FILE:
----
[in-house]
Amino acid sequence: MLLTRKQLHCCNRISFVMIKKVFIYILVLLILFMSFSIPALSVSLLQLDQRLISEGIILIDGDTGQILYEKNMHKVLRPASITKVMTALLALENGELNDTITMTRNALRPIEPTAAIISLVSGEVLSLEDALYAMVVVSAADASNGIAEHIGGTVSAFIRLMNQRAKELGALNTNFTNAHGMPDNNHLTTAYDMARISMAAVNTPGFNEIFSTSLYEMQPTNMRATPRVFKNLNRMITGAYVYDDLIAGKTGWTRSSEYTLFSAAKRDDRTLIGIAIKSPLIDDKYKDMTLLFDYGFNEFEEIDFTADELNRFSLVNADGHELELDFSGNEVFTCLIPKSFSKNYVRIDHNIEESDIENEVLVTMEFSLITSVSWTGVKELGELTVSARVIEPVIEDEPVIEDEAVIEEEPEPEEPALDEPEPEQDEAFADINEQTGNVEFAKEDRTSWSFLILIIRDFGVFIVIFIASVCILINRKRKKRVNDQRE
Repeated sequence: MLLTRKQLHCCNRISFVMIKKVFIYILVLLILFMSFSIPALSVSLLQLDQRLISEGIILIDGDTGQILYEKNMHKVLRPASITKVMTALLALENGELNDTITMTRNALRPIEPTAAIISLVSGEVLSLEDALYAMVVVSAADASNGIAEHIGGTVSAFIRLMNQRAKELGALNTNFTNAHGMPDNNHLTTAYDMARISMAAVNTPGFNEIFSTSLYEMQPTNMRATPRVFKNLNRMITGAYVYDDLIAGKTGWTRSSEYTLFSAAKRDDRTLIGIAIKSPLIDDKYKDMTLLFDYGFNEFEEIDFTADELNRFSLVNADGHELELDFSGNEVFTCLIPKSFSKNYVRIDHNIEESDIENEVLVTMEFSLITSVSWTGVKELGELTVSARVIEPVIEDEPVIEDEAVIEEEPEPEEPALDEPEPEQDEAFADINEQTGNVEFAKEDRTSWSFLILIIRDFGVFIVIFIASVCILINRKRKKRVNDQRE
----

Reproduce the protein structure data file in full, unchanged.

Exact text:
[in-house]
Amino acid sequence: MLLTRKQLHCCNRISFVMIKKVFIYILVLLILFMSFSIPALSVSLLQLDQRLISEGIILIDGDTGQILYEKNMHKVLRPASITKVMTALLALENGELNDTITMTRNALRPIEPTAAIISLVSGEVLSLEDALYAMVVVSAADASNGIAEHIGGTVSAFIRLMNQRAKELGALNTNFTNAHGMPDNNHLTTAYDMARISMAAVNTPGFNEIFSTSLYEMQPTNMRATPRVFKNLNRMITGAYVYDDLIAGKTGWTRSSEYTLFSAAKRDDRTLIGIAIKSPLIDDKYKDMTLLFDYGFNEFEEIDFTADELNRFSLVNADGHELELDFSGNEVFTCLIPKSFSKNYVRIDHNIEESDIENEVLVTMEFSLITSVSWTGVKELGELTVSARVIEPVIEDEPVIEDEAVIEEEPEPEEPALDEPEPEQDEAFADINEQTGNVEFAKEDRTSWSFLILIIRDFGVFIVIFIASVCILINRKRKKRVNDQRE
Repeated sequence: MLLTRKQLHCCNRISFVMIKKVFIYILVLLILFMSFSIPALSVSLLQLDQRLISEGIILIDGDTGQILYEKNMHKVLRPASITKVMTALLALENGELNDTITMTRNALRPIEPTAAIISLVSGEVLSLEDALYAMVVVSAADASNGIAEHIGGTVSAFIRLMNQRAKELGALNTNFTNAHGMPDNNHLTTAYDMARISMAAVNTPGFNEIFSTSLYEMQPTNMRATPRVFKNLNRMITGAYVYDDLIAGKTGWTRSSEYTLFSAAKRDDRTLIGIAIKSPLIDDKYKDMTLLFDYGFNEFEEIDFTADELNRFSLVNADGHELELDFSGNEVFTCLIPKSFSKNYVRIDHNIEESDIENEVLVTMEFSLITSVSWTGVKELGELTVSARVIEPVIEDEPVIEDEAVIEEEPEPEEPALDEPEPEQDEAFADINEQTGNVEFAKEDRTSWSFLILIIRDFGVFIVIFIASVCILINRKRKKRVNDQRE